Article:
A Good Beer Blog

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Have you read The Unbearable Nonsense of Craft Beer - A Rant in Nine Acts by Alan and Max yet? It's out on Kindle as well as Lulu.

Maureen Ogle said this about the book: "... immensely readable, sometimes slightly surreal rumination on beer in general and craft beer in particular. Funny, witty, but most important: Smart. The beer geeks will likely get all cranky about it, but Alan and Max are the masters of cranky..."

Ron Pattinson said: "I'm in a rather odd situation. Because I appear in the book. A fictional version of me. It's a weird feeling."


Comments

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Gary Gillman -

Alan, very interesting. Was there any insight on the qualities and types of beer available in the period covered?

Gary

Alan -

Not all that much reference to beer in fact. I suspect that it was either so pervasive and even made at home as to be not comment worthy or, in fact, as with the same early decades of the US hard liquor was more the thing. No reference, for example, to casks and cellar men.

Gary Gillman -

Okay thanks. Salutary point about the settlement of the Loyalist Highway area and many other areas in Canada by incoming Americans dissatisfied with the American Revolution or uprooted in some way by it. (It has been theorized that they brought rye whisky to Canada too - rye whisky is a cousin to bourbon - but that is a different story). Canada's character seems often, in the view of many who live here, to be one that differs in many respects from that of our southern neighbour. Yet the corpus of the Canadian population was for a long time, and perhaps is still in terms of long-term cultural and social traits, American-derived. True, the Americans who came here left the U.S.A at an early date but still, they were Americans whose families in many cases had lived in America for many generations. I always felt Canadians and Americans share more in common than is often realized, and this historical apercu may suggest why, in part anyway.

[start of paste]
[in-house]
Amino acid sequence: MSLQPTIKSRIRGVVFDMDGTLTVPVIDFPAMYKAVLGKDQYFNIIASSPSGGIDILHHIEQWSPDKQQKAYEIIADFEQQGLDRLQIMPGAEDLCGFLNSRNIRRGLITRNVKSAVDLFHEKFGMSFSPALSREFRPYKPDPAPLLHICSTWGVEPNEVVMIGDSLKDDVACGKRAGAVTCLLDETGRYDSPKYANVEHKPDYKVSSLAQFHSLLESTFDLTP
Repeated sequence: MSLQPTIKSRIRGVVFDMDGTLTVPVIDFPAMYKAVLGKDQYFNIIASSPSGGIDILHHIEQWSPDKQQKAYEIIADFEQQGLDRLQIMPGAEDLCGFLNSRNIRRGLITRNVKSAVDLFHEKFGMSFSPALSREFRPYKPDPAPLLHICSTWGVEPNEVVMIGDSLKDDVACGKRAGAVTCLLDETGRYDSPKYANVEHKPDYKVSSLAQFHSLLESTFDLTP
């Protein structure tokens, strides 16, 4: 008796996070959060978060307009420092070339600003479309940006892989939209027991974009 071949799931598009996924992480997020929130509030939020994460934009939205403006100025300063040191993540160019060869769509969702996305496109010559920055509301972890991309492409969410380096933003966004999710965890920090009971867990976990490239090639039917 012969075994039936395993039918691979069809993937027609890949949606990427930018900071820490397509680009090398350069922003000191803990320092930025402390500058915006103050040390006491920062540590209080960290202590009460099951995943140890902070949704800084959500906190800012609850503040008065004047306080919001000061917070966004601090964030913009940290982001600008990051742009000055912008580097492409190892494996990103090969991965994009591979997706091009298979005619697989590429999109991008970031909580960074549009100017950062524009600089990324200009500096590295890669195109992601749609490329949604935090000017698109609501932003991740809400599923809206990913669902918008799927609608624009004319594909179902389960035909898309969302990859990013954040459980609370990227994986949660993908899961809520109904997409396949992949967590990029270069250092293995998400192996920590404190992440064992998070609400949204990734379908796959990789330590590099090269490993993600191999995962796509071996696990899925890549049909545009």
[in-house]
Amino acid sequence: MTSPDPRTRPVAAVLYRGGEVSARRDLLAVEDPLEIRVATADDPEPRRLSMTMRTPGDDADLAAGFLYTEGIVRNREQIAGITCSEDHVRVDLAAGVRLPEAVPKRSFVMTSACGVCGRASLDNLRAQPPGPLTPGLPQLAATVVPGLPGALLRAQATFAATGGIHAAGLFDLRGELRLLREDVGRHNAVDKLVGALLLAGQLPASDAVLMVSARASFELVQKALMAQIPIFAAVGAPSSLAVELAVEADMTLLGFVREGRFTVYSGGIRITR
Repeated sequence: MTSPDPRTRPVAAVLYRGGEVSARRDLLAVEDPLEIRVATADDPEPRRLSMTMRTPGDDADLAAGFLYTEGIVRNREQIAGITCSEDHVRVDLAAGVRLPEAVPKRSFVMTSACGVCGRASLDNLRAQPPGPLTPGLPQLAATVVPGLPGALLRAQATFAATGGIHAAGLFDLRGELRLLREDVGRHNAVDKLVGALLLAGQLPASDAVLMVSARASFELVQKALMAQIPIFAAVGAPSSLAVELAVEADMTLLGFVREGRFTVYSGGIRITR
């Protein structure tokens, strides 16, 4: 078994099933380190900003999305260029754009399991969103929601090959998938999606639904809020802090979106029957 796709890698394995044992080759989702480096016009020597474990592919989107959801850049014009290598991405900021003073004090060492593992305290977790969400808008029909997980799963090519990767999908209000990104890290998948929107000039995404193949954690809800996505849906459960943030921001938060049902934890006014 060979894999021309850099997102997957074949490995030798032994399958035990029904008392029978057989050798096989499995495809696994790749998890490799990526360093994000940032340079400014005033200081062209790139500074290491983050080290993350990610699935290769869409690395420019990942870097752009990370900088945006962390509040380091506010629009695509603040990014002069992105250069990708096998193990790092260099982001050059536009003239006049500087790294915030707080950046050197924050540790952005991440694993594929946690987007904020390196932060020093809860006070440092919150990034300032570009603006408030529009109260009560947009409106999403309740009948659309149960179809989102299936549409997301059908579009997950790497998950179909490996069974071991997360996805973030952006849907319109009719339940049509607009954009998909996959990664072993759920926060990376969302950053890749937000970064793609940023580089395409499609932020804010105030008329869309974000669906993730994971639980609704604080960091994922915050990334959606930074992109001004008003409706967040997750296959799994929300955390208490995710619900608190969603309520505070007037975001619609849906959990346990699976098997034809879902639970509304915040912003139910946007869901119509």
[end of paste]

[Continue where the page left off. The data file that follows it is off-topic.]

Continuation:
Gary

Gary

Robert Young -

Hello looks like an interesting book. I'm trying to find info on Roth brothers brewery in Listowel,Ontario.My mom was a Roth directly related to Valentine Roth who started the company.Would love to find the names and types of beer they produced,especially keen to try to locate some old bottles if they exist?Any suggestions where I might start to research?Best regards Robert Young

Steve Gates -

Robert, Henry Kuntz, the son of David Kuntz, who established breweries in Hamilton and Guelph, partnered with Robert Roth and formed the Listowell Brewery. Roth and Kuntz purchased the former Steinberg Brewery in 1877. When Robert's brother came over from Germany a year later, Kuntz sold his share of the brewery to Joseph Roth and returned to Hamilton. The Roth Brothers brewed continually until Robert died in 1894. Joseph Roth did leave for Preston for a short while but he returned. After Robert's death, his widow Edna operated with Joseph until 1897 then they sold to Samuel Davidson. The Listowel brewery operated until 1919 when prohibition forced it's closure. I have not seen an embossed bottle but perhaps a labeled bottle did exist, early advertisements do mention that the beer is available in both wood and glass. An artifact from that brewery would be very rare, do you have any paper(letters, envelopes etc) from the Roths? Take care and be proud of your early Ontario brewing heritage. Steve.

Alan -

Listowell had a brewery? I wonder who were the customers between the dour Scots and the old school Mennonites.